#### Income inequality and union membership

I put this together by taking both values for each year and treating them as x/y pairs. If 18% of the workforce was in a union in 1987 and 38% of the total income went to the top 10% in 1987, you get an x/y pair of 18%/38%.

You can see a clear trend. Income inequality is lower when union membership is higher. If you're curious, the r^2 values there are 0.78 for the top 10% and 0.68 for the top 1% plots (assuming linear which isn't exact but is close enough here).

This includes roughly a century of data. A lot changes in the economy over a time scale that large, so what happens if we restrict it to just 50 years? Here you go:

The trend is actually clearer. Same basic thing, less noise, and r^2 values of 0.90 and 0.86 for the 10% and 1% plots respectively.

The trend is actually clearer. Same basic thing, less noise, and r^2 values of 0.90 and 0.86 for the 10% and 1% plots respectively.

Another way of looking at this is to plot both vs time. Here is the top 10% income share and union membership % plotted vs year:

That one looks like union membership changes before income inequality does which is what you'd expect if income inequality is partially dependent on union membership. As a test, here is the same full history plot, except now the x in each x/y pair is union membership in a given year, and the y is income inequality 4 years later:

Much tighter. The r^2 values are 0.90 and 0.80 for the 10% and 1% plots respectively. What if we then take this relationship, and try to predict income share using union membership as the only input? We get the following:

Pretty good match, and this is particularly nice in that I assumed a simple linear model even though it's not perfectly linear in the plots above and there's no reason to think that this is the only variable explaining it.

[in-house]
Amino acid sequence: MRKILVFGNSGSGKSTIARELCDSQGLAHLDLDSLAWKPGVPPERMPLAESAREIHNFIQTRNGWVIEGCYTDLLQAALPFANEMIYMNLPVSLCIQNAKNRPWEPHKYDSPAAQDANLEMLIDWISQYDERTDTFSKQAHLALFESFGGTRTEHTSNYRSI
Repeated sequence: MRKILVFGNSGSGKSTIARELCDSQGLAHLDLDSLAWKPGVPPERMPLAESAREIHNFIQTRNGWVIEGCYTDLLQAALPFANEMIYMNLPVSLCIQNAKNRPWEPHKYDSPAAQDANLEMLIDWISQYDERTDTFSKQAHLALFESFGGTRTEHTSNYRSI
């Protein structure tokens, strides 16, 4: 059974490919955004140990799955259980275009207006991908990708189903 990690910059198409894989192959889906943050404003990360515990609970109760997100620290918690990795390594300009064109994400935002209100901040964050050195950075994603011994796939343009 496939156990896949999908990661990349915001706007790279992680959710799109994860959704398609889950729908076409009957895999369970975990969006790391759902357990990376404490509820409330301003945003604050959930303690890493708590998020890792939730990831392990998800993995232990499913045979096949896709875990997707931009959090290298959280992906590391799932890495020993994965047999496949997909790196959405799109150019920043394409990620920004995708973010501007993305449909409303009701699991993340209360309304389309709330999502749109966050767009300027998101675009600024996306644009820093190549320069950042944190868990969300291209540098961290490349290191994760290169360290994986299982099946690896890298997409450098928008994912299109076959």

That one looks like union membership changes before income inequality does which is what you'd expect if income inequality is partially dependent on union membership. As a test, here is the same full history plot, except now the x in each x/y pair is union membership in a given year, and the y is income inequality 4 years later:

Much tighter. The r^2 values are 0.90 and 0.80 for the 10% and 1% plots respectively. What if we then take this relationship, and try to predict income share using union membership as the only input? We get the following:

Pretty good match, and this is particularly nice in that I assumed a simple linear model even though it's not perfectly linear in the plots above and there's no reason to think that this is the only variable explaining it.

#### Does high union membership hurt economic growth?

An immediate question is...do the unions just eat economic growth so that inequality is lowered simply by making the rich poor without making anyone else richer? I don't know of a great test for that, but as a simple sanity check, I plotted annual GDP growth vs union membership:

There is a very tiny upward trend here (i.e., higher union membership = more growth) but the correlation is tiny (r^2 = 0.02) so it's basically no relationship. Does adding the 4-year lag here change anything?

Nope. r^2 = 0.00. There doesn't seem to be a relationship between these two variables.

There is a very tiny upward trend here (i.e., higher union membership = more growth) but the correlation is tiny (r^2 = 0.02) so it's basically no relationship. Does adding the 4-year lag here change anything?

Nope. r^2 = 0.00. There doesn't seem to be a relationship between these two variables.

#### Conclusions

Correlation does not equal causation and this isn't a thorough analysis. For example, it could be that the same voters that want union protections also want more progressive taxes, so the correlation here is just a reflection of both metrics being driven by the same types of voters. There are many possible explanations other than the obvious 'unions limit income inequality' one. Trying to draw some ideas from just these data though:

- income inequality is higher when union membership is lower
- the reductions in income inequality from increased union membership are great under 15% union membership and seem to start plateauing at ~20% union membership
- increased union membership does not seem to be related to annual GDP growth

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